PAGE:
FALLBROOK ---- The elderly parents of parody recording star "Weird Al" Yankovic were found dead of apparent carbon monoxide poisoning Friday in their modest Fallbrook home.
An investigator from the county medical examiner's office identified the couple as Nick and Mary Yankovic and said they lived in the house at 226 Foxfire Lane.
A blaze had been in a fireplace in the hillside house when three family members discovered the couple about 1 p.m., said sheriff's Sgt. Conrad Grayson, a fire investigator.
"The house was full of smoke when they opened the door," Grayson said. "We examined the fireplace. They were burning wood. They (family) had found the flue closed. They opened it."
Shocked neighbors on the rural one-block street on a green hillside described the Yankovics as "sweethearts," nice people who were proud of their son.
"Everybody who came to the neighborhood knew Nick," said John Buehman, who lives across the street. "They're going to be missed, big time."
Attempts to reach "Weird Al" Yankovic through his New York-based booking agency, BookingEntertainment.com, Friday were unsuccessful. The winner of the Grammy Award for Best Comedy Album in 2003 for his "Poodle Hat" album was scheduled to appear in Appleton, Wis., on Friday as part of the tour for the album.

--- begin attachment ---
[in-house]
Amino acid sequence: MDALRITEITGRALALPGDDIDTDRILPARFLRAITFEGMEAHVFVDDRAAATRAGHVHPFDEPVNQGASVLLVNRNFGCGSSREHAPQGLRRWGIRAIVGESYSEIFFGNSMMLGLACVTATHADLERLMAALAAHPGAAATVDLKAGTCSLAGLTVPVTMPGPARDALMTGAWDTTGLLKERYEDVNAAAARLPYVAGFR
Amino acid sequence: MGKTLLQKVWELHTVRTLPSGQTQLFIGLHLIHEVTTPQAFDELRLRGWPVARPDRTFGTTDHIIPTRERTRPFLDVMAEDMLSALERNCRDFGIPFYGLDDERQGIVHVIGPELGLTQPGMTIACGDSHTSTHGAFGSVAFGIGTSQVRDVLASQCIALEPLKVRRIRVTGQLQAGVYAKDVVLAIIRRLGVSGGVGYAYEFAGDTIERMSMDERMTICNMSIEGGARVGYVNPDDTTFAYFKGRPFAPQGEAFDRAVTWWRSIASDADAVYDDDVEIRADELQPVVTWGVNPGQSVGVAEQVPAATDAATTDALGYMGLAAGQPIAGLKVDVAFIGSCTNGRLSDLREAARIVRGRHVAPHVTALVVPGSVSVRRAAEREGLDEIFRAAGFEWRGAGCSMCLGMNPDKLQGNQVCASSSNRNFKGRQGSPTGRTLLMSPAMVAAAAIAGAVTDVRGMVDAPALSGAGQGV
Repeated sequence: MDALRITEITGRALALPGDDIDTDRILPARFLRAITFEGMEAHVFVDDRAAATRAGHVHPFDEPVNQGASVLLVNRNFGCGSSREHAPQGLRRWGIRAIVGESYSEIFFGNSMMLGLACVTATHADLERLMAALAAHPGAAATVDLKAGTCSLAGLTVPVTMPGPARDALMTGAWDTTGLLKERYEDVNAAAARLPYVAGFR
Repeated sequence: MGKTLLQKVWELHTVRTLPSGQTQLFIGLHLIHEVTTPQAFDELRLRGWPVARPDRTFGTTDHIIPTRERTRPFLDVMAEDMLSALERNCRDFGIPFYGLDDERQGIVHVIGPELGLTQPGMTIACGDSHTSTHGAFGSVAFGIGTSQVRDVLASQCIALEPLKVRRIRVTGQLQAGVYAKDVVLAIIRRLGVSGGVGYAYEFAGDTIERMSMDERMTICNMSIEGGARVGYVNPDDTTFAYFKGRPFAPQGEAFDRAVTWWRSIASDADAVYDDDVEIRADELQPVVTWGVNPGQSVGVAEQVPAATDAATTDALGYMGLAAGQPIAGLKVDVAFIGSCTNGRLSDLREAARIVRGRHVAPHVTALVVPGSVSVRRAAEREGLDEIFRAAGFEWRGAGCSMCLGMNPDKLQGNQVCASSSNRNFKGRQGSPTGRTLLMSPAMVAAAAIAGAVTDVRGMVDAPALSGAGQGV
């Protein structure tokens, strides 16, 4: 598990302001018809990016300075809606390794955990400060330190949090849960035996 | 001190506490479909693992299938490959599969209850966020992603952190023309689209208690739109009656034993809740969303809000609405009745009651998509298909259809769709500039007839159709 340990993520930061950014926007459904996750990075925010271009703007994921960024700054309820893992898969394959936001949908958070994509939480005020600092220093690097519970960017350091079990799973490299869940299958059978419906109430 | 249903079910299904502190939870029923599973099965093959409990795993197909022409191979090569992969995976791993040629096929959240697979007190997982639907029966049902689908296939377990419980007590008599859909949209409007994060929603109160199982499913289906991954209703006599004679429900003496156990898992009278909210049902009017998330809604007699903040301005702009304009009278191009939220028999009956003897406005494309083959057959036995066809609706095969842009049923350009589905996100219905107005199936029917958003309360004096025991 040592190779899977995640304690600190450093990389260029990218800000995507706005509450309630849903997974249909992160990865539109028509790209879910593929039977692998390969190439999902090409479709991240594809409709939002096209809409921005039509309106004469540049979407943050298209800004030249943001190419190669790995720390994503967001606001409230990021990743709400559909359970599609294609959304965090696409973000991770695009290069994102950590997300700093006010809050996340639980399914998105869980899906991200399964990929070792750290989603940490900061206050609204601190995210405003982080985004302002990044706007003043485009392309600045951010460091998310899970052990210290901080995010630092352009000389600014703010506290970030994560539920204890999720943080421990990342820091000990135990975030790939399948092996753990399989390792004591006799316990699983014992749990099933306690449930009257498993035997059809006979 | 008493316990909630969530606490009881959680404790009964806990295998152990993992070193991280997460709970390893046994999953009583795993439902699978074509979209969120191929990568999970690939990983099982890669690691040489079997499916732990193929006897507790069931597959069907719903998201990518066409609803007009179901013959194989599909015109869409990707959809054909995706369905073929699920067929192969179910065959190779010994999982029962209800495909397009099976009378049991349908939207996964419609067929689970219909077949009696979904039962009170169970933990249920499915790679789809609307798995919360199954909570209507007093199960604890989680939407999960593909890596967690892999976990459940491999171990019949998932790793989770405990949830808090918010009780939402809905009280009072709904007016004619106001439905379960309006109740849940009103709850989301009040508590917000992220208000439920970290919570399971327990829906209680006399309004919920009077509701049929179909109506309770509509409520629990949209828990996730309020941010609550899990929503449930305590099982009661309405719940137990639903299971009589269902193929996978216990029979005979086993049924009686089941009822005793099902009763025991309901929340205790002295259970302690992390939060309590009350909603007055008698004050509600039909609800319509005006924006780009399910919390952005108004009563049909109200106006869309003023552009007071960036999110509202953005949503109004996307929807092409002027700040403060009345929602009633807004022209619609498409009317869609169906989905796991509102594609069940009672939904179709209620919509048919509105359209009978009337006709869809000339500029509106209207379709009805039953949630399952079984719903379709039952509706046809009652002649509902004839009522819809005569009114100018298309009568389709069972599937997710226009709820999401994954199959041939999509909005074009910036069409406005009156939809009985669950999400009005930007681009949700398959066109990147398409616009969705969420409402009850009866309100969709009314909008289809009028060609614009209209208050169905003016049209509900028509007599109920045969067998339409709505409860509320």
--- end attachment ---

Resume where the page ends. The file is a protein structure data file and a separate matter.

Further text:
The Yankovics' relatives went to the house in this rural North County hamlet because they hadn't seen the couple for a while and they were concerned, Grayson said. Neighbors said Mary Yankovic's sisters live nearby.
When the relatives discovered the bodies, Grayson said, they called the authorities.
San Diego County sheriff's patrol Deputies Joe Hammer and Richard Berry and the North County Fire Protection District responded at 1:05 p.m. to a report of smoke inside the residence and two dead adults in the home.
Paramedics found 86-year-old Nick Yankovic in a chair in the front living room and his 81-year-old wife lying on the bathroom floor, authorities said.
Sheriff's fire investigators were called to investigate the incident and determine exactly what caused the smoke, Grayson said.
Joe Fedorchak, a neighbor and owner of Fallbrook's popular El Jardin Restaurant, said the couple were "very sweet people."
"They were not particularly active in the community in recent years," Fedorchak said. "Nick just loved being outdoors enjoying nature and his little fruit garden."
Mary Yankovic liked to garden and work with plants, but had not been able to do much in the last few months, he said. Buehman said she has not been well recently.
"They were just really enjoying their retirement and having a quiet life," Fedorchak said.
The Yankovics had lived at the little house for more than a dozen years.
The two-bedroom, one-bathroom home was built in 1978 and its registered owner is a T.R. Yankovic, according to property records. It was previously listed in the name of Nick and Mary Yankovic.
"He would always tell me when and where his son was performing," Buehman said about Nick Yankovic. "Very proud of his son. He was always joking around. That's probably where Alfred got his sense of humor."